The first surge of COVID-19 in early spring 2020 was dark, frightening and devastating for our healthcare system. It has only been a loss of energy from there, even with the newfound availability of vaccines and therapeutics. People may think the longer we coexist with COVID-19, the more familiar it becomes, and the less it shocks the healthcare system. What we're seeing is that each surge only adds to the trade-offs and injuries of the preceding one, with little time to recover. 

"Because society is open and people are moving on with their lives, it's honestly like there is huge cognitive dissonance by hearing how hard it is for healthcare workers and hospitals," says Vineet Arora, MD, academic hospitalist and dean for medical education at University of Chicago Medicine. Omicron is the fastest-moving variant yet, bringing through hospital doors a surge of unvaccinated patients or those with COVID-19 on top of chronic conditions while simultaneously sidelining healthcare workers with mild infections. While writing this piece, COVID-19 hospitalizations hit a record high in the United States. "This surge feels different. In some ways it is more complicated," says Dr. Arora.

Omicron's complications supplement the longstanding problems healthcare workers confront daily and voice repeatedly. Understandably, they are to the point of wondering whether anybody hears them.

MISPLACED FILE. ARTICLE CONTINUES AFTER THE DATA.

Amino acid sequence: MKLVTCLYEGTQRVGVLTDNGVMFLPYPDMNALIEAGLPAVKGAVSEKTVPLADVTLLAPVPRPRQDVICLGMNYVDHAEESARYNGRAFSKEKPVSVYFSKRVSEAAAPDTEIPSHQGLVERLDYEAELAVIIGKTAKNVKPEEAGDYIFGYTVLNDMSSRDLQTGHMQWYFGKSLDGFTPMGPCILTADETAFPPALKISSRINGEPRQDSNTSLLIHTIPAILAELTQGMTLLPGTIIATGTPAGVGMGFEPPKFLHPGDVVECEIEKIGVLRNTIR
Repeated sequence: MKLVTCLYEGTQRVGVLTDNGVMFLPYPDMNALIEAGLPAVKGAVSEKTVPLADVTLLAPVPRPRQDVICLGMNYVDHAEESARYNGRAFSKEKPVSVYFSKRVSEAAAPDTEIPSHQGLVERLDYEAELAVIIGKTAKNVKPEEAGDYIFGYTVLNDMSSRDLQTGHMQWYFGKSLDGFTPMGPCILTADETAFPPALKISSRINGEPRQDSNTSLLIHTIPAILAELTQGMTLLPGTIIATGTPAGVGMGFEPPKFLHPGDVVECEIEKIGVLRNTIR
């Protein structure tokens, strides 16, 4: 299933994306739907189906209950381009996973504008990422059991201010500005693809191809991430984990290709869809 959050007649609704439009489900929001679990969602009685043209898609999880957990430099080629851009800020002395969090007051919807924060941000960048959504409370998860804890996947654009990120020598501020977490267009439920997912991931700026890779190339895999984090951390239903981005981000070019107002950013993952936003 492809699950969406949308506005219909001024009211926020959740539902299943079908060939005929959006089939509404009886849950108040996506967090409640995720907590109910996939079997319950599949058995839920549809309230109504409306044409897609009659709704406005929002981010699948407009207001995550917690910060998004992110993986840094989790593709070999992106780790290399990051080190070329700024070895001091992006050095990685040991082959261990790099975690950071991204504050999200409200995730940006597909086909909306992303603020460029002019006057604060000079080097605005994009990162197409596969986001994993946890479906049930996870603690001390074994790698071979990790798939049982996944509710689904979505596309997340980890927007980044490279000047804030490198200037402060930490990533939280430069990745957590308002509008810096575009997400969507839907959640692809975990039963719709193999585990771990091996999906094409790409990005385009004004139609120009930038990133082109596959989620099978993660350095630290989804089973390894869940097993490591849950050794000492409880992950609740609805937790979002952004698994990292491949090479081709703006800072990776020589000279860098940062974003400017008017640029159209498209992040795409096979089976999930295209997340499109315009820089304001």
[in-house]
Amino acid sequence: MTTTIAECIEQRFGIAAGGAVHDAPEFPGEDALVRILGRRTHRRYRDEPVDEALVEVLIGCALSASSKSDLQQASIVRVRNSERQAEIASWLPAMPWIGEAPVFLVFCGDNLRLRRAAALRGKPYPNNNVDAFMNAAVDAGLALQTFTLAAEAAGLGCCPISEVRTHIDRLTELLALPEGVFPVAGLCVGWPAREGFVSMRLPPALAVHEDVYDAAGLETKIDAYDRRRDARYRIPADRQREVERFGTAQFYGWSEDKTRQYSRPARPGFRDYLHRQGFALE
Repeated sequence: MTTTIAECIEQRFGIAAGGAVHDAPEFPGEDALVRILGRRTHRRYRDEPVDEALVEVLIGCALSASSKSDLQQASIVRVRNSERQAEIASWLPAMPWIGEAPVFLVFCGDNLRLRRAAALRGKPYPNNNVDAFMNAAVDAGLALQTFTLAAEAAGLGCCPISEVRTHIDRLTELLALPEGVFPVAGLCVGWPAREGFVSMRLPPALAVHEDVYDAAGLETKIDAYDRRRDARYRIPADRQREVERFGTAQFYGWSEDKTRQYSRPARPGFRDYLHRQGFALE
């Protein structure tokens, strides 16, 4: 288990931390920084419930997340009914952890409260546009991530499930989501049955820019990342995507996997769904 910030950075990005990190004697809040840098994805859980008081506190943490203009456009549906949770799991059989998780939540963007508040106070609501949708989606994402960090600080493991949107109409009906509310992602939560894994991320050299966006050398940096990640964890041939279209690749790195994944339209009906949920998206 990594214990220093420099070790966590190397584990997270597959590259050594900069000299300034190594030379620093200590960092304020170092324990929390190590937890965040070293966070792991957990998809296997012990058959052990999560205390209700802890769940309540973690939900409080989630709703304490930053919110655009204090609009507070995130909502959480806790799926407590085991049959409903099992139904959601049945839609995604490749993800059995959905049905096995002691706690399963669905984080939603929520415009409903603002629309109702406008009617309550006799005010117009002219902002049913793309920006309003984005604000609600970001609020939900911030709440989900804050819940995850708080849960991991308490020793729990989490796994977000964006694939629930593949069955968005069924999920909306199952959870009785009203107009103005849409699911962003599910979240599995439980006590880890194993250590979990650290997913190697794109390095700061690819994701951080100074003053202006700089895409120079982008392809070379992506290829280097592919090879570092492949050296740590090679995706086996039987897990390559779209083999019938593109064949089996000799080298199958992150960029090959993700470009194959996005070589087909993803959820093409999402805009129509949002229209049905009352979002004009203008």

"We are two years into this pandemic and facing many, if not all, of the same problems," says Megan Ranney, MD, a practicing emergency medicine physician and associate dean for strategy and innovation with Brown University School of Public Health in Providence, R.I. "There are all these issues pre-dating COVID that we just dealt with. They got worse. Then as soon as surges stop, everyone stops thinking about fixing the system."

A high-level review of the issues: Supply shortages. ("I cannot order oral ciprofloxacin for a patient to go fill," Dr. Ranney says.) Violence and hostility toward healthcare workers. The seemingly accepted exodus of full-time healthcare workers from the U.S. workforce, and those still looking to leave this year. An inadequate public health structure that begets countless challenges, including COVID-19 testing capabilities that are still "as messed up as a pile of coat hangers," as one expert put it. Health inequities. Bureaucracy. Intensifying misinformation and a patchwork of deficient ways to manage it. 

"We are showing up to a workplace where we can't do our job the way we were trained to do it. That's what I feel is really different about omicron," Dr. Ranney says. "This surge is laying bare the issues that were there preceding the pandemic. They have gotten worse repeatedly throughout the surges, and no one seems to care."